Some developments on 2.4GHz video link and 868MHz datalink antenna systems:
Measuring the 2.4GHz Antenna SWR
The Ground Tracking Antenna
This blog shows an integrated 868MHz xBEE datalink antenna and tranceiver and a 2.4GHz Video downlink antenna and transmitter as a single modular unit. Feed it 3.3volts and video as well as the autopilot datastream.
Also shown is a ground tracking antenna system. Two antenna are contained in the head - a multiturn 13dB gain helical antenna for the 2.4GHz video downlink, and a Diamond loop , over the ground plane, giving 8dB gain, for the 868MHz datalink. The antenna base contains a Lipo battery and fits onto a tripod. The base unit is then lined up with North, and the unit tracks the aircraft in flight using the A/C GPS position. Cable wind/unwind software is also implemented to allow the unit to unwind for example when flying circles around the GCS - this process follows a computed geometry to ensure minimum time pointed away from the A/C, and uses the aircraft flightplane to estimate the postion to slew to to start tracking again, if the link were lost.
We have just completed range tests, first with the aircraft mounted on a tall pole, on a high ridge in the desert here in Namibia. The aircraft was able to be rotated 360deg in azimuth and +- 25deg in elevation. Tests were conducted with the ground tracking antenna at 10km from the aircraft position.
Video TX power was 27dBM @ 2.432GHz, into the Skew Planar Wheel. Datalink TX was a 868MHz xBee Pro- range was tested at 25milliwat TX power ( can be set to 1mw, 25mw, 100mw, 200mw and 300mw - 1mw at 10km did not work)
Video was perfect picture with the aircraft at any azimuth or pitch angle ( combined) except for the Aircraft directly facing the ground antenna, at 0deg pitch - the A/C antenna is shielded by the avionics, the on-board IR gimballed IR camera, and the Lipo batteries. Tilting the A/C up or down 5 degrees brought the video back with perfect picture.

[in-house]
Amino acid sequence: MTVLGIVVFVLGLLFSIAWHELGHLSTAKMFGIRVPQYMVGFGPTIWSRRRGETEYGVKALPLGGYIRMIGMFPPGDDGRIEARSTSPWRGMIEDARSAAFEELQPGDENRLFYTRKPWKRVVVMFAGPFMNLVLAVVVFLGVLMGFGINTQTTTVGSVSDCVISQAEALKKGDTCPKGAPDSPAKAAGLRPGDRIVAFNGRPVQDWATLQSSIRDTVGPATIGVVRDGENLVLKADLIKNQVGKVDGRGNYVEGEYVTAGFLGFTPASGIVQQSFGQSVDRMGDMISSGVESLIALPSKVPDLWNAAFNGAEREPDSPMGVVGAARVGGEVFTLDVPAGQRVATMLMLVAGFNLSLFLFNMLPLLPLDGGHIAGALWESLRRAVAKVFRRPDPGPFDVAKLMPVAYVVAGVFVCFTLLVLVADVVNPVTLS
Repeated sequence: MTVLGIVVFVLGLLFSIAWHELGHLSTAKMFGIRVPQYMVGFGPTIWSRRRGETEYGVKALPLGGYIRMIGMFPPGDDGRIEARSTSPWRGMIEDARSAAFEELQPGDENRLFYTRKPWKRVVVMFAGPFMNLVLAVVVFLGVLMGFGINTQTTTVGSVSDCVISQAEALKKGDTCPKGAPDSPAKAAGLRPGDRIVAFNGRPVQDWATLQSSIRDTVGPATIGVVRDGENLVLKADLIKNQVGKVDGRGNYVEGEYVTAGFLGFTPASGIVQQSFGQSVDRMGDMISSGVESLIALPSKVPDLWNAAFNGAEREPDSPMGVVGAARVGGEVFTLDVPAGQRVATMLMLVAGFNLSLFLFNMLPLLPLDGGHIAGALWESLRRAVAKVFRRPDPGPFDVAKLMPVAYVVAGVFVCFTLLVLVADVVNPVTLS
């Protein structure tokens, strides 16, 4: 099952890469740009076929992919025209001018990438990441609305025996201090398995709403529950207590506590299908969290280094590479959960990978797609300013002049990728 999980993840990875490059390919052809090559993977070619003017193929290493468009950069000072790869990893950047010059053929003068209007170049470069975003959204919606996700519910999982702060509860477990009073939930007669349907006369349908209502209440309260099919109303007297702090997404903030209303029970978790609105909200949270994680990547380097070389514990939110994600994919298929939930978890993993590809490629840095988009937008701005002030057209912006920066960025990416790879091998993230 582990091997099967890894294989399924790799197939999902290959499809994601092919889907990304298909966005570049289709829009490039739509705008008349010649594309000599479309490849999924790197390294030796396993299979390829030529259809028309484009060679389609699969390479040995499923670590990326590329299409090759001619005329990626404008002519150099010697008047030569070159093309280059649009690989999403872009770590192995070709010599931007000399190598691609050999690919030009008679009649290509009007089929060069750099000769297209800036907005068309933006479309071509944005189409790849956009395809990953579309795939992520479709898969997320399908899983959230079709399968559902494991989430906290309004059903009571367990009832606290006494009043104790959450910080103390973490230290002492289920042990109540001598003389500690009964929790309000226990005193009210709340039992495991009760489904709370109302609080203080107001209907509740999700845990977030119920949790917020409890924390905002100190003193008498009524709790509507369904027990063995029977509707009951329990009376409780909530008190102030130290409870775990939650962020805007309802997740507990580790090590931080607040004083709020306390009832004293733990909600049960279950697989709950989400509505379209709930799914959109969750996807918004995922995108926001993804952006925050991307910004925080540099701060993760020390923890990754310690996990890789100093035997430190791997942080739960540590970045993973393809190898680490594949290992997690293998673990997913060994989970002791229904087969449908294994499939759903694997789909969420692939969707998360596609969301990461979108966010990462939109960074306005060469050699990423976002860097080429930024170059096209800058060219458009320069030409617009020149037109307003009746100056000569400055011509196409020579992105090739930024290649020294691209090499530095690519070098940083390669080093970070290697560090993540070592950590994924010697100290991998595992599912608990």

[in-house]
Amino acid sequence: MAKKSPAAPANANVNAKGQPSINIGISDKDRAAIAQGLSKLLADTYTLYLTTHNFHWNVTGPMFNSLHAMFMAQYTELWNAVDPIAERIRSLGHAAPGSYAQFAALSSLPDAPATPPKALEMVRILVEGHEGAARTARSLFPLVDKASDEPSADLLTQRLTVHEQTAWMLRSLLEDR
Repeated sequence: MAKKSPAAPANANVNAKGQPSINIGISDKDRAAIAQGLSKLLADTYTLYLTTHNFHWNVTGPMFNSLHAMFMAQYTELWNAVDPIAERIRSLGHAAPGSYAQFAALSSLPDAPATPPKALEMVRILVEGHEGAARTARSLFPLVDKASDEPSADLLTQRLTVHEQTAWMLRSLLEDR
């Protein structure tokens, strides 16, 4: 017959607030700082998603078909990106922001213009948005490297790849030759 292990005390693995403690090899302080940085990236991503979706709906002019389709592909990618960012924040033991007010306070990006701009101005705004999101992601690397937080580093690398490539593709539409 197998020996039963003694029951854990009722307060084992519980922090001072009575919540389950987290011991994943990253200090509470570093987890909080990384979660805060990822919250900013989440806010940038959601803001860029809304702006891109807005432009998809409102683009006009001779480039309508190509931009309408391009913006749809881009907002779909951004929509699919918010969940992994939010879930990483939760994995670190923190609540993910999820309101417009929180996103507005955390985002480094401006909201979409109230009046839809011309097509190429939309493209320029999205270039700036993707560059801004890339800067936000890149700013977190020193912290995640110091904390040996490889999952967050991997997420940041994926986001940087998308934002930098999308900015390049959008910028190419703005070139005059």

Datalink comms was constant with NO dropouts at 25mw bothe ends, regardless of the A/C attitude and azimuth heading. The aircraft was also fitted with 2.4meter carbon fibre covered wings - 315mm chord, and a carbon V tail ( very similar to my mk-I SurVoyeur A/C , only greater wings span and carbon wings.- see the SurVoyeur blogs..)
The Datalink antenna consists of two rings, spaced apart, and is a Slot Antenna, ie, the radiation takes place from the slot formed between the two rings. It is a narrow band antenna- not more than 20MHz bandwith for 1.3:1 SWR - at center frequency it is 1.05:1 SWR. The first rings were done in copper wire to determine the antenna factors, and then a PCB version made on the router, at various sizes, to determine the size reduction factors due to the PCB dielectric constant.
Wire Rings Versus PCB Versions
An Integrated model was then machined on the router - this module consists of the antena rings and is fitted with the xBee datalink module and serial interface electronics.
This module is later fitted with the Skew Planar Wheel 2.4GHz antenna, and with the video TX module.
The Skew Planar Wheel was constructed thus:
Pre-Cut element wires: Wires formed in a 'stretch' jig.
Wires Stretched and removed from jig
Coax End pieces about to be fitted
Coax End Pieces soldered to coax outer and inner
Antenna elements fitted to the mounting Jig and soldered to the coax ends
The 2.4GHz antenna is then fitted to the 868MHz module:
The Video Transmitter is fitted on the underside:
This assembly is then fitted into the antenna bay of the composite fuselage:
SWR measurements were taken in-situ to determine any de-tuning:
SWR AT 2.44GHz:: = 1.13:1
The ground tracking antenna basics follow:
This Consists of a base unit containing the Lipo Battery, the drive electronics, an azimuth servo drive and feedback mechanical system and a yoke carrying the antenna head. The antenna head contains the 2.4GHz helical antenna, the 868MHz datalink Diamond loop antenna, the Video receiver, the xBee datalink tranceiver, and the elevation servo with position feedback.
The Head unit closed: The base unit guts:
Azimuth Mechanics and feedback POT
The Helical and Diamond antenna in the head unit.
We then flew a max range test to see what a typicall max range might be - Video was lost at 39km, and datalink was still error free with 200milliwats at that range...Video was 'snow free' ( P4 signal) at 32km.